rosing4 (photos courtesy Charles Mintzer collection)

The biography Val Rosing, Musical Genius was written by Rosing’s fifth wife Ruth Glean Rosing reads as more of the story of an interesting man with multiple interests and an extraordinary, varied life than that of an operatic luminary. I find it interesting that this 1993 biography was not one of the titles that dealers of opera books promoted in those days when numerous opera singer biographies were still being published, and I only learned about its existence from his son Richard. This 243 page book has 32 short chapters, each dealing with another facet of Rosing’s remarkable career, plus a discography and a huge index. The ten page index has references to a mind-boggling array of opera artists, opera companies, other musicians, scientists, inventors, politicians, movie stars and promoters. There is clearly a reason for this as Rosing was not only a singer and later a stage director, but he created small ground-breaking opera companies in both the UK and USA, directed the operatic scenes in many MGM movies, most notably Interrupted Melody, the film biography of Marjorie Lawrence. He also directed Beverly Sills in the New York City Opera premieres of Tchaikovsky’s Golden Slippers, Mozart’s Impressario, and Moore’s The Ballad of Baby Doe.  He was the stage director of the NYCO’s  highly-regarded production of Prokoviev’s The Love For Three Oranges. It was his idea in the 1950 production of Faust to use two tenors for the opening scene, the aged and the younger Faust.At Lyric Opera of Chicago in addition to the 1962 production of Prince Igor with Boris Christoff and Igor Gorin, but most remembered for the spectacular US debut of Russian dancer Rudolf Nuryev in the Polovstian dance sequence, he also directed Il tabarro with Gobbi, L’elisir d’amore, L’amore dei tre re with Kirsten, Weede and Rossi-Lemeni, Cavalleria rusticana with Simionato, Pagliacci with Gobbi as Tonio, but Cornell MacNeil singing the Prologue and Silvio, Lucia, Turandot with Nilsson and di Stefano, Boris with Christoff, and Thais with Leontyne Price. This man met and was honored by Presidents Harding, Coolidge, Hoover, Roosevelt, Truman and Eisenhower, the earlier ones through his work with the American Opera Company (Rochester, New York-based, opera in English, supported by his inventor friend George Eastman, founder of Kodak), and the later presidents for his work during World War II producing entertainment for the troops. These career trophies are only mentioned to suggest the sweep of this artist’s multi-faceted career.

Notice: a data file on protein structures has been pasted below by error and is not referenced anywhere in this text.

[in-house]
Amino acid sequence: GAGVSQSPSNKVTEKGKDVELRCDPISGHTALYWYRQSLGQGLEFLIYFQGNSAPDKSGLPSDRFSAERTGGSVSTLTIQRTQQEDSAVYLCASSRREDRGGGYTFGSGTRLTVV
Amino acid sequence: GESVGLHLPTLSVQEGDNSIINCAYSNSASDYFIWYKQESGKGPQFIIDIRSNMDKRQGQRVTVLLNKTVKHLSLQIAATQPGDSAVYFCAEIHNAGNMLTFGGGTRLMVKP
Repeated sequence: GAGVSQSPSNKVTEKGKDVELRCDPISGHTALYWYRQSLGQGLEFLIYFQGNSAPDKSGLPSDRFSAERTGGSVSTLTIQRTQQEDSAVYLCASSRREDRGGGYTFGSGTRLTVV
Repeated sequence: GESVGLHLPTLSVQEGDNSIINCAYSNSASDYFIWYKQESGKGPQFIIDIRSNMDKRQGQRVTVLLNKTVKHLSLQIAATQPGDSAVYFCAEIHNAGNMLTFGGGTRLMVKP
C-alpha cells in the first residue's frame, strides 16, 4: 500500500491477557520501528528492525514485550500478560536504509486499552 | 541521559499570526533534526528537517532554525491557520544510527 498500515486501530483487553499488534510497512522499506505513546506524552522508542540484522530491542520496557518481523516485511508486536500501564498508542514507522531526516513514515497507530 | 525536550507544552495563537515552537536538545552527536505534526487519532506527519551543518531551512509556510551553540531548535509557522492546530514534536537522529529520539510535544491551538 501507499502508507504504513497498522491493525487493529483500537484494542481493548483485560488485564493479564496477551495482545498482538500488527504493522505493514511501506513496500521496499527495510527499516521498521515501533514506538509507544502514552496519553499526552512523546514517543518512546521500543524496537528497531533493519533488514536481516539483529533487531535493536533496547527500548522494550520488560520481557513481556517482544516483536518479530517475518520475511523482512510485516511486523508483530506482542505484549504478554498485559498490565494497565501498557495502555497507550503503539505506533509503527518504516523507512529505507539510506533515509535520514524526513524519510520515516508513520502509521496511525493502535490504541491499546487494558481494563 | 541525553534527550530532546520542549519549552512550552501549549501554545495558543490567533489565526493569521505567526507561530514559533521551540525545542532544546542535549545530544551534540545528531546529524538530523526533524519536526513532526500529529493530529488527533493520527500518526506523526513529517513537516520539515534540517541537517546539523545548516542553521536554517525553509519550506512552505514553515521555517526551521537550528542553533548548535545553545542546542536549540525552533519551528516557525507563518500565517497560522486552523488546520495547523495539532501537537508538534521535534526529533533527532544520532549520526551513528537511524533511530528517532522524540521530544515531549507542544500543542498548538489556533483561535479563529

The DVD Finding Dzhulynka is son Richard’s desire to locate Rosing’s homes in Russia and the Ukraine. Through meticulous research and Russian contacts Richard brought his sister and her son to Russia only a few days after the 9-11 attacks on the World Trade Center. You can see the still-smoking site in the distance from Newark airport while taking a plane to Helsinki. In Saint Petersburg they locate one of the Rosing family homes, but the focus of the documentary is the effort to locate the Rosing family’s country estate in the Ukraine. Working with Czarist era and Soviet maps and through serendipity they locate the family estate, now in horrible condition. Throughout the discovery process laid out in this documentary, in the background Rosing is singing Russian songs and arias, beautifully and evocatively done.  There are additional features: two years later locating remaining relatives not seen or heard from since the 1917 revolution, a conversation with an academic expert on Czarist-era country estates and culture, and a group of Rosing’s 1937 song recordings.

There is on Wikipedia an extensive article on Rosing with more career details as well as many of his recordings that can be accessed through the external link to Russian Recordings; I believe that Richard Rosing authored that essay.

Vladimir Rosing had other children from previous marriages. One son had a successful career as a popular singer mostly in the UK, later tried his skill at opera and operetta.  In 1955 under the name Gilbert Russell he sang Ernesto in Don Pasquale and Fenton in The Merry Wives of Windsor at the New York City Opera, the later directed by his father Vladimir. His biography can be found:


Charles Mintzer